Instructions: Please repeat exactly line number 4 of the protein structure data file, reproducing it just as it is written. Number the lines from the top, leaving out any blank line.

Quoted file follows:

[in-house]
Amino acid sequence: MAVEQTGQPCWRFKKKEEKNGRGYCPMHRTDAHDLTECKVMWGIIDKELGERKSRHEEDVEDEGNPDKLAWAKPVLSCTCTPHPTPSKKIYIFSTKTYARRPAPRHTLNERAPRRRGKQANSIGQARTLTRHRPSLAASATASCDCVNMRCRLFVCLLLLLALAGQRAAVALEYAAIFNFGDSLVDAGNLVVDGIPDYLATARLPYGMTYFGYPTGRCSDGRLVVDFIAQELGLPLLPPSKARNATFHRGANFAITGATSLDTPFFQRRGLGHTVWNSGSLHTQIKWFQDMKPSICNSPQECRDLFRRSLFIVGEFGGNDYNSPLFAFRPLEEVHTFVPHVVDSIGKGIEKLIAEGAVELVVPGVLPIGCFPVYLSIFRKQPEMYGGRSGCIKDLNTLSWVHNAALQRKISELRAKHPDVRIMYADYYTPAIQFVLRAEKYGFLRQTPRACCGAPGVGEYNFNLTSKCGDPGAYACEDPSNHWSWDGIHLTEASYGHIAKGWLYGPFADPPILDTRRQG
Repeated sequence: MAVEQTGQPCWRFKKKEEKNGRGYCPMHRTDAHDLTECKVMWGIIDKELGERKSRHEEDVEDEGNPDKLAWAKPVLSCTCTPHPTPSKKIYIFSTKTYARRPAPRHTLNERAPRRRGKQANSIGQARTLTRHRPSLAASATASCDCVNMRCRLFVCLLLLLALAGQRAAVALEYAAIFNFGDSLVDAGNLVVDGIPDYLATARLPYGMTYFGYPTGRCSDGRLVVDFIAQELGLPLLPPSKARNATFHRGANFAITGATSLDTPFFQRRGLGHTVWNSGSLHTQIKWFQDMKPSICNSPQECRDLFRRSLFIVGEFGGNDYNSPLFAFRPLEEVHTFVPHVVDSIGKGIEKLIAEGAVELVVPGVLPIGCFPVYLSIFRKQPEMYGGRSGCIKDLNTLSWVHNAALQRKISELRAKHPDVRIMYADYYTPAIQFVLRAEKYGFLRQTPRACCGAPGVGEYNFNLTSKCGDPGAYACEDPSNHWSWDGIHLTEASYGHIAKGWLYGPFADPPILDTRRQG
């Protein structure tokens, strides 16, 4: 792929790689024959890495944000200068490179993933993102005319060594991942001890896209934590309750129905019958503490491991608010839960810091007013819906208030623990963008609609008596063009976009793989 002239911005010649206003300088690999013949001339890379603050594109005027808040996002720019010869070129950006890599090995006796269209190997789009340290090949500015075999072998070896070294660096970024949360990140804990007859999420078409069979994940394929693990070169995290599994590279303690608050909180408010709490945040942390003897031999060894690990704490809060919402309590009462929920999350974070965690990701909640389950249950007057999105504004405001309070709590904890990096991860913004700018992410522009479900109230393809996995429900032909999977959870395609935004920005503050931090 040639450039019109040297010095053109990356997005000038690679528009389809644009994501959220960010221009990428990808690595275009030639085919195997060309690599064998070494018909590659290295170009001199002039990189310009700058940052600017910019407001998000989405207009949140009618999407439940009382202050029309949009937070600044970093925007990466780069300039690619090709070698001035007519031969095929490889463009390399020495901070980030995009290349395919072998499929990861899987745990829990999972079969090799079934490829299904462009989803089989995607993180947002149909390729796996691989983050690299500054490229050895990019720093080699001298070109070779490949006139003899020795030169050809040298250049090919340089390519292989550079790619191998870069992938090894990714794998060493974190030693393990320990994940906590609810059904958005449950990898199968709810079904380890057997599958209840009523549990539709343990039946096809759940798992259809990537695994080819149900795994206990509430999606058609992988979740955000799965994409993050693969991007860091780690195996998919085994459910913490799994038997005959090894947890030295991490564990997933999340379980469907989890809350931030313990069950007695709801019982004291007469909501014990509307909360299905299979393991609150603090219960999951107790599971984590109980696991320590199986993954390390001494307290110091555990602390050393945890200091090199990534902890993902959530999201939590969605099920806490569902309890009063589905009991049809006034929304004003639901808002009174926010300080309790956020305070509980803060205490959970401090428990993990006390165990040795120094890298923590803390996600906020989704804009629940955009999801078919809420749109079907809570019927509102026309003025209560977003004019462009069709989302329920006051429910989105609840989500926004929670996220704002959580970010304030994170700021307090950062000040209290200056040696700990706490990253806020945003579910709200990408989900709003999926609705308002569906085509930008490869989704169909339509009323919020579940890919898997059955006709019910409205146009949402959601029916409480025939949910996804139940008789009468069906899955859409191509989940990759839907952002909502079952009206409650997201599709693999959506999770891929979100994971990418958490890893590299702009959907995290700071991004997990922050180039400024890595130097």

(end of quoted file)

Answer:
């Protein structure tokens, strides 16, 4: 792929790689024959890495944000200068490179993933993102005319060594991942001890896209934590309750129905019958503490491991608010839960810091007013819906208030623990963008609609008596063009976009793989 002239911005010649206003300088690999013949001339890379603050594109005027808040996002720019010869070129950006890599090995006796269209190997789009340290090949500015075999072998070896070294660096970024949360990140804990007859999420078409069979994940394929693990070169995290599994590279303690608050909180408010709490945040942390003897031999060894690990704490809060919402309590009462929920999350974070965690990701909640389950249950007057999105504004405001309070709590904890990096991860913004700018992410522009479900109230393809996995429900032909999977959870395609935004920005503050931090 040639450039019109040297010095053109990356997005000038690679528009389809644009994501959220960010221009990428990808690595275009030639085919195997060309690599064998070494018909590659290295170009001199002039990189310009700058940052600017910019407001998000989405207009949140009618999407439940009382202050029309949009937070600044970093925007990466780069300039690619090709070698001035007519031969095929490889463009390399020495901070980030995009290349395919072998499929990861899987745990829990999972079969090799079934490829299904462009989803089989995607993180947002149909390729796996691989983050690299500054490229050895990019720093080699001298070109070779490949006139003899020795030169050809040298250049090919340089390519292989550079790619191998870069992938090894990714794998060493974190030693393990320990994940906590609810059904958005449950990898199968709810079904380890057997599958209840009523549990539709343990039946096809759940798992259809990537695994080819149900795994206990509430999606058609992988979740955000799965994409993050693969991007860091780690195996998919085994459910913490799994038997005959090894947890030295991490564990997933999340379980469907989890809350931030313990069950007695709801019982004291007469909501014990509307909360299905299979393991609150603090219960999951107790599971984590109980696991320590199986993954390390001494307290110091555990602390050393945890200091090199990534902890993902959530999201939590969605099920806490569902309890009063589905009991049809006034929304004003639901808002009174926010300080309790956020305070509980803060205490959970401090428990993990006390165990040795120094890298923590803390996600906020989704804009629940955009999801078919809420749109079907809570019927509102026309003025209560977003004019462009069709989302329920006051429910989105609840989500926004929670996220704002959580970010304030994170700021307090950062000040209290200056040696700990706490990253806020945003579910709200990408989900709003999926609705308002569906085509930008490869989704169909339509009323919020579940890919898997059955006709019910409205146009949402959601029916409480025939949910996804139940008789009468069906899955859409191509989940990759839907952002909502079952009206409650997201599709693999959506999770891929979100994971990418958490890893590299702009959907995290700071991004997990922050180039400024890595130097």